• More than 30 NBA coaches honed their skills in the D-League, as did one general manager: New Orleans' Dell Demps. Also, every referee hired by the NBA since 2002 has spent time in the D-League.

Reed is quick to cite the D-League's operational integration with the NBA as the factor that no other league in the world can match. The D-League still doesn't pay as well as many foreign leagues, but it's hard to argue Reed's point. The D-League has kicked into high gear over the past couple of seasons, a period in which seven NBA teams have developed single-affiliate relationships with D-League franchises. During the 2012-13 season, 11 NBA teams will have one-on-one affiliations with a D-League franchise, leaving the other 19 teams to share the five remaining franchises.
Daryl Morey
AP Photo/Pat SullivanHouston GM Daryl Morey was the first to establish a hybrid model of a D-League affiliate.

The Houston Rockets became the first team to develop the hybrid model of D-League affiliation, in which they have a dedicated relationship with the Rio Grande Valley Vipers. Rockets GM Daryl Morey and his staff have total control of all basketball operations for the Vipers, but business-side operations remain the domain of the Rio Grande-based ownership of the Vipers.

"You learn about players, learn about coaches and try new ideas," Morey says. "When we looked at the hybrid model, it gave you upside without any of the downside. The minor league team is way more knowledgeable about their market than we are."

That trend will continue, especially given the cost-benefit ratio. When the Celtics announced a single-affiliate relationship with the Maine Red Claws this season, it was reported the overhead will cost Boston around $220,000, or about half the minimum salary of a second-round draft pick.

"We have several other NBA teams interested," Reed says, referring to the trend towards single affiliation.

Stern and his quorum of NBA owners cast a vote for the D-League during the last round of labor negotiations by expanding the relationship between the leagues. Beginning last season, veteran players could be allocated to the D-League, whether to rehab an injury or to work into shape. Starting this season, any player with less than three years of experience can be sent down as many times as his parent club desires. Yet, there is still something missing.

Perception vs. pragmatism

Remember when Hasheem Thabeet was assigned to the D-League in the 2009-10 season? He became the highest-drafted player to be allocated to the minors and it was widely viewed as a demotion.

While some players, such as former Philadelphia 76ers forward Craig Brackins, have actually requested D-League assignments just to get minutes, the stigma of being "sent down" is a paradigm that even Reed admits needs to be overcome. What would help is for a player such as Thabeet -- who put up big numbers in his limited D-League stints -- to use that experience as a springboard toward fulfilling the potential that got him drafted so high in the first place.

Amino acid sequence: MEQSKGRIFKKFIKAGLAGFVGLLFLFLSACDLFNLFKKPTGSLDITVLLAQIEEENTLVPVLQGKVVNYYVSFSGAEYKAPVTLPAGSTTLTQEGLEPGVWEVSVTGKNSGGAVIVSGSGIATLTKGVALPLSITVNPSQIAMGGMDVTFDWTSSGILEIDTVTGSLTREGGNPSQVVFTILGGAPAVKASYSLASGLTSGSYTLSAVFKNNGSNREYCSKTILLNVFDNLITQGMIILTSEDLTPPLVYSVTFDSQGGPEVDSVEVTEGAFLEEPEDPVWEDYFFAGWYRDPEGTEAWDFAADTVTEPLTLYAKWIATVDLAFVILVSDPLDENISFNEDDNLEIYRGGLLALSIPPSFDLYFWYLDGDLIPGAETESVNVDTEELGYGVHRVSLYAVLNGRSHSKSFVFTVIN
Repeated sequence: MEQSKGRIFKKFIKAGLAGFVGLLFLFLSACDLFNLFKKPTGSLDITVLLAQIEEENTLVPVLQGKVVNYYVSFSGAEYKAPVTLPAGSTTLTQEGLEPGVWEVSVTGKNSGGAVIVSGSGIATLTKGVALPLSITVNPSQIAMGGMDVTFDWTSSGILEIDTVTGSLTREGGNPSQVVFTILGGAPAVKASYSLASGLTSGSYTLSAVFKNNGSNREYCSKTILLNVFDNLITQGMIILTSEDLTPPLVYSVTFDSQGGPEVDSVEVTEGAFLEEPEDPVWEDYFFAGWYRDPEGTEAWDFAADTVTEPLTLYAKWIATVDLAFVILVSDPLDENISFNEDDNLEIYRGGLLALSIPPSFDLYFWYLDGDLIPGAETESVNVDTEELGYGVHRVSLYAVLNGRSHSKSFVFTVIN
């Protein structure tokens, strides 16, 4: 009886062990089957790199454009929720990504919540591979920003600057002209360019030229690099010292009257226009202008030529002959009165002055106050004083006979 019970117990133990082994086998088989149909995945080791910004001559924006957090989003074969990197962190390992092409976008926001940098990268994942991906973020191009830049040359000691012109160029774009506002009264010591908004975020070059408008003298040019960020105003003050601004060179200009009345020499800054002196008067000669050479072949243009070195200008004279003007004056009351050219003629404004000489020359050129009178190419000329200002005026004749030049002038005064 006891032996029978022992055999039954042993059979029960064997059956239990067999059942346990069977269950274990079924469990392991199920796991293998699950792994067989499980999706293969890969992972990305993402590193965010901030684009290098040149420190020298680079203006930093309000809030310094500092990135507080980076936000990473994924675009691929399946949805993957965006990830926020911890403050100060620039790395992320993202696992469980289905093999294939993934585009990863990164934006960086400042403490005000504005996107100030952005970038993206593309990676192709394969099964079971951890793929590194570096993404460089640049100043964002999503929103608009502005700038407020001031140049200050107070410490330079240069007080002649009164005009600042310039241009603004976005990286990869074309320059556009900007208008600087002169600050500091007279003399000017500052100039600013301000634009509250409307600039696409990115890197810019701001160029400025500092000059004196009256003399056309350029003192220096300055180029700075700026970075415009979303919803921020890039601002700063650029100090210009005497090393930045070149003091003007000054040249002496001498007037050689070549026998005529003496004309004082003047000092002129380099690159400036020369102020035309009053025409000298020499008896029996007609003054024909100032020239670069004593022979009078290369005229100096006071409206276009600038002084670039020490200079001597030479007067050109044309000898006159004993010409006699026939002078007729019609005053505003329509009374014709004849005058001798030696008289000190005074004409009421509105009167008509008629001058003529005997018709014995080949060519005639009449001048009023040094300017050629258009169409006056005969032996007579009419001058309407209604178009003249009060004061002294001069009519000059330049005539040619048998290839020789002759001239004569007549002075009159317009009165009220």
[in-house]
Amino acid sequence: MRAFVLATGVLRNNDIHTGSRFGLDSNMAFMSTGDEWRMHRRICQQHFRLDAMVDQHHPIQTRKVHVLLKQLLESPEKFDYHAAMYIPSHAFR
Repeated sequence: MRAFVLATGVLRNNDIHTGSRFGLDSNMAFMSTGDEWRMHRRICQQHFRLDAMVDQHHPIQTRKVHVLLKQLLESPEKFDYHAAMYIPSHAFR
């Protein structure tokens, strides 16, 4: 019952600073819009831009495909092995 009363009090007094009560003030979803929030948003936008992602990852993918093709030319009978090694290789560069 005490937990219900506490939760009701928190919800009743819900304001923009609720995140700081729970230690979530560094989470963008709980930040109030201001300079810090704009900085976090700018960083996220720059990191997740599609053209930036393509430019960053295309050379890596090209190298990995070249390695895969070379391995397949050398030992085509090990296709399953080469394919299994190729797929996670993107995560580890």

"We're still waiting for the unpolished guy to be sent to the D-League and really take off based on his D-League experience," said one league source, who added that he doesn't see Jeremy Lin as an example of that.
Paul Pierce
AP Photo/Charles KrupaA player like Tobias Harris (right) might benefit from some D-League time instead of the NBA bench.

For that white whale to be speared, NBA teams need to better use the structure in place. Utah's Enes Kanter played just 13 minutes per night as a rookie, but didn't log any D-League time. Neither did Tobias Harris, who at the age of 19 put up a 14.2 PER in just 479 minutes for the Milwaukee Bucks and got everybody excited about his potential. Yet he spent most of the season watching Mike Dunleavy and Carlos Delfino from the Bucks' bench rather than logging 30 minutes per night for the Fort Wayne Mad Ants.

"We think that in time, it will be the norm rather than the exception for young players to spend developmental time in the D-League," Reed says.

For that to happen, you have to give each team equal access to the league, so we could eventually be looking at a baseball-style architecture. That arrangement might include:

• A dedicated affiliate that has geographic proximity to its NBA parent club. When the Golden State Warriors became the fourth team to purchase a D-League franchise of its own last year, it allowed the established Dakota Wizards to play a final season in Bismarck, N.D., then moved it to nearby Santa Cruz, Calif., for the 2012-13 season. Indeed, all the single-affiliate D-League franchises enjoy geographic proximity to their parent teams.

• Roster exceptions that will allow them to leave players in the D-League for months at a time, or even a full season, without having to summon prospects to fill roster gaps that crop up due to injury spates. This, of course, will have to be collectively bargained.